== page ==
The Digital Sky

Jack Kramer

There's an affinity between computers and astronomy. Astronomers, both amateur and professional, have made wide use of the Internet, and the power of the computer is indispensable for CCD work and the heavy number crunching of astrophysics. Beyond that, amateur astronomers just tend to be tinkerers. Since we generally feel at home with "gee whiz" technology, many of us are computer buffs. This may extend from the sophistication of CCD work to the simple pleasure of ogling those Hubble Space Telescope images on our monitors. One of the bits of software that's been around since the days of the trusty old Commodore computer is the planetarium program. These programs, which show an on-screen version of the night sky, exhibit various amounts of complexity and accuracy. In past years, they were useful only to see what constellations were up at a certain time on a certain night. The better ones also showed the moon and planets and a number of deep sky objects. But to really find anything faint, you've always really needed a good sky atlas.

Well, things have changed somewhat. The sophistication of a few planetarium programs has increased to the point where they show an amazing amount of detail. However, I still find it more convenient to use a good hard-copy atlas such as the Uranometria or Sky Atlas 2000, especially in the field. One limitation of the on-screen version is the small slice of sky encompassed in the image. As you zoom into an area that's crowded with deep sky objects, your on-screen window is so small that star-hopping or object-hopping is often quite awkward. Printing the image doesn't get you anything beyond what's on-screen. This is a major drawback of the Home Planet freeware program that we have in our club library.

But now comes a program called Guide - Project Pluto. It's just one example of the very detailed programs now available, but it's an especially good example of a way to put the power of the computer to work. Among other features, you can enter orbital data for comets so as to track them across the sky. Unlike earlier programs, this one assumes that observers already know which constellations are in the sky when they want to observe, so it isn't concerned about presenting a large-scale view. Instead, it concentrates on providing an abundance of deep sky objects to whet the appetite of any deep sky observer with a medium to large telescope. It also shows the field in a large, easy-to-read window. This much data mandates that the program be available only in the form of a CD-ROM. The chart image in the adjoining column is from Version 4. A newer version released last year has made the interface more user-friendly, added objects to the database, and made it easier to add data for newly-discovered comets.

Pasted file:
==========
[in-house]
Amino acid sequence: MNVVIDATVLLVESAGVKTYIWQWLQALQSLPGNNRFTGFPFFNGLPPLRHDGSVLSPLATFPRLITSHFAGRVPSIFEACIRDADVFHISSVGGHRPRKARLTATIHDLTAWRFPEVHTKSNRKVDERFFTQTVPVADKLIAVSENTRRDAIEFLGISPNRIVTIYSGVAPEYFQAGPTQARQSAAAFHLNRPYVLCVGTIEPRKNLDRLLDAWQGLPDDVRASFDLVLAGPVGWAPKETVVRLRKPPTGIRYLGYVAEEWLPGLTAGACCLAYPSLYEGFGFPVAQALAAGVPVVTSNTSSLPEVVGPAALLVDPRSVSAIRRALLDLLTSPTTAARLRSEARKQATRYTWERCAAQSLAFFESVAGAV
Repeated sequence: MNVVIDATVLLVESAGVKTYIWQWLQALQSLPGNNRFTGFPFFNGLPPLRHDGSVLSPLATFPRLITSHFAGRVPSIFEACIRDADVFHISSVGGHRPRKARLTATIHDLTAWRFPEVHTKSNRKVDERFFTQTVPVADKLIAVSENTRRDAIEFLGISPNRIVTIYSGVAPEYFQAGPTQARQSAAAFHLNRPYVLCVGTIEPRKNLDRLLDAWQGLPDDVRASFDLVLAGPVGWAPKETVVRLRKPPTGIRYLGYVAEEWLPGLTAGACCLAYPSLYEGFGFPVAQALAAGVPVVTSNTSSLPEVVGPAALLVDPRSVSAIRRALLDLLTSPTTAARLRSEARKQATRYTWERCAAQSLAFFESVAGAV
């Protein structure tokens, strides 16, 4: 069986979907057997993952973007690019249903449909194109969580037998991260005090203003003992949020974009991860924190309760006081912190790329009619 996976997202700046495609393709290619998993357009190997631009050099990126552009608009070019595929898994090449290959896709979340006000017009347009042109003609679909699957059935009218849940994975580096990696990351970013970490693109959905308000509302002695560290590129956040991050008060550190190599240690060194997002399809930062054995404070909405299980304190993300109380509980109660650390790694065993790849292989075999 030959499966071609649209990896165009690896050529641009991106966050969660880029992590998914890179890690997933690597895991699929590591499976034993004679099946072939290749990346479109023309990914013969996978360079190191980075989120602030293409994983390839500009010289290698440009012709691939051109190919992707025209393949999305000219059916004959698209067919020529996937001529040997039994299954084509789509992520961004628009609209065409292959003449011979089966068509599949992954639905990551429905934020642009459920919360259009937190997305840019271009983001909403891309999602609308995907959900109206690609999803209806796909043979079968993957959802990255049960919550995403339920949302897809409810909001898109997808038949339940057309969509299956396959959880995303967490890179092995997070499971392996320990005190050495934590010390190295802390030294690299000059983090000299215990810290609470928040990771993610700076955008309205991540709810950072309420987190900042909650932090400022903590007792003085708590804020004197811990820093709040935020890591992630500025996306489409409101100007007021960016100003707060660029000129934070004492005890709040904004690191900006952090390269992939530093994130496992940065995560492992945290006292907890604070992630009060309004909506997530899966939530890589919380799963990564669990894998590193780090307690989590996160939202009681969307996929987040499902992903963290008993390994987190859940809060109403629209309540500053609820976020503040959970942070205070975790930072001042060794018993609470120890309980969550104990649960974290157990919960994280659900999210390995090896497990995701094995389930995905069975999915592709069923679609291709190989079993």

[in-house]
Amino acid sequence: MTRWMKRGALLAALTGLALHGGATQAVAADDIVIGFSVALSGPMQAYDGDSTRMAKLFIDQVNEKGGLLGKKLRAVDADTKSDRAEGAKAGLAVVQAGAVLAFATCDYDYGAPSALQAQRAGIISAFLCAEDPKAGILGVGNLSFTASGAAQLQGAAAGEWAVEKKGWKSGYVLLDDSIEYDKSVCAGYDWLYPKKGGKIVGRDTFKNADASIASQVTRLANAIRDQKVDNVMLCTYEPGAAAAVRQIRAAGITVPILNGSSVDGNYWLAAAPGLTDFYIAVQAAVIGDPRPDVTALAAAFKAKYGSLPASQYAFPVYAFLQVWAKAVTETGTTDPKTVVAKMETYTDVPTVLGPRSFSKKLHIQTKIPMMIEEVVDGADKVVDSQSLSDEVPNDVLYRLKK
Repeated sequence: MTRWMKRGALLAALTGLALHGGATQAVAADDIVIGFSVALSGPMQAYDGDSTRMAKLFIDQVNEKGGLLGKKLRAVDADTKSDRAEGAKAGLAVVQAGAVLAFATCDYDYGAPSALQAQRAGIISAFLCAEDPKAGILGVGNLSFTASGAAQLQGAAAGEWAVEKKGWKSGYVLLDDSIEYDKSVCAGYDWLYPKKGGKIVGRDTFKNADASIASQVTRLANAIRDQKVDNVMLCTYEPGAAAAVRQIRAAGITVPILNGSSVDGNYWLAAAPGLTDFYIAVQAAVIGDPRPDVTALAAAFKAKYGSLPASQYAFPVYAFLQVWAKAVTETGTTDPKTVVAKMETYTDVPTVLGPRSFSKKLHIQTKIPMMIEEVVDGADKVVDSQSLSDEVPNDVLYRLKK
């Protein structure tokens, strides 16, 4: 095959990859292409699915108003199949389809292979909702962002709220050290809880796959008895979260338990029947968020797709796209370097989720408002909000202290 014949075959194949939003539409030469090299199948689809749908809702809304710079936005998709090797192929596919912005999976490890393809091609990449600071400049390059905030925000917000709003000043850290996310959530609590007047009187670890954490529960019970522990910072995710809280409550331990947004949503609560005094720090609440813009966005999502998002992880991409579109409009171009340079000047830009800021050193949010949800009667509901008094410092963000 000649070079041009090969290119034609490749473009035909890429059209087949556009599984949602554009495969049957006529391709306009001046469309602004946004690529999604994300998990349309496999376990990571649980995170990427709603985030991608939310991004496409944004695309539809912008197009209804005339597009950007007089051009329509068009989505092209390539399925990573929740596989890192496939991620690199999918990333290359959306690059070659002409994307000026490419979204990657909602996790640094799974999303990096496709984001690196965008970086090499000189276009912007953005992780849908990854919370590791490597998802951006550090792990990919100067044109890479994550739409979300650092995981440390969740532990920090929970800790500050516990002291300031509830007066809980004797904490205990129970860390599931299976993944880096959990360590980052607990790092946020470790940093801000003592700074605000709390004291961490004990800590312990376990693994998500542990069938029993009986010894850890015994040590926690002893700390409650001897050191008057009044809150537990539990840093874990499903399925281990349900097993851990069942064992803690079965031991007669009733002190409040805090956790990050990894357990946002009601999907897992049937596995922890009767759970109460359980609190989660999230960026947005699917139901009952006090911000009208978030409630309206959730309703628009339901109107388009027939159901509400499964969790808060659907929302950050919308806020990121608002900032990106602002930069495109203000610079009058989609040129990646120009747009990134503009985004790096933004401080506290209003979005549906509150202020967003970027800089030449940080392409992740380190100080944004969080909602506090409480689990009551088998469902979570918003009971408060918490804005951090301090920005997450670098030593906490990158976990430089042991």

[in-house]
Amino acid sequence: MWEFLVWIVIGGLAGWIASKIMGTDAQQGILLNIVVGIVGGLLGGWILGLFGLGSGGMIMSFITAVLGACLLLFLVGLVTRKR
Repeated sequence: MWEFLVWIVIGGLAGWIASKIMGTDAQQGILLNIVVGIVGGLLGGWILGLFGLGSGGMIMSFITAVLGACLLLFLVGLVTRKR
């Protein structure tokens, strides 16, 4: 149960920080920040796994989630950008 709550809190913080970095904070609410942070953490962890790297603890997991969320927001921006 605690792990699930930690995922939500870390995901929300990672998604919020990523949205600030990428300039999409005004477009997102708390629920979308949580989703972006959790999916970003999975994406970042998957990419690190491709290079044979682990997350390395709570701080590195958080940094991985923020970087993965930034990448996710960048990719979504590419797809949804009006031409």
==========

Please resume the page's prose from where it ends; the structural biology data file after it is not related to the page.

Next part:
The example shows the area around the galaxy NGC 3972, which is in Ursa Major just north of the star g (64 Ursae Majoris, known as Phecda). There are many options. In this case, the limiting magnitude was set at 14.0. The "zoom" was set so that the size of the field would be about one-half degree across. The Tirion Sky Atlas 2000 shows only NGC 3972. The Uranometria also shows NGC 3977 and 3990, but not the galaxies UGC 6919 and PGC 37555. (UGC stands for "Upsala General Catalog" and PGC stands for the "Principal Galaxy Catalog", which lists over 73,000 galaxies.) If you wanted to look for the fainter galaxies in this area, you could print off a copy of this chart to take along when you observe. Guide also shows clusters of galaxies as large circles to indicate the location of the clusters, but not the individual galaxies within the clusters. Even this is a step in the right direction, because galaxy clusters are sadly lacking on almost all widely-available start atlases.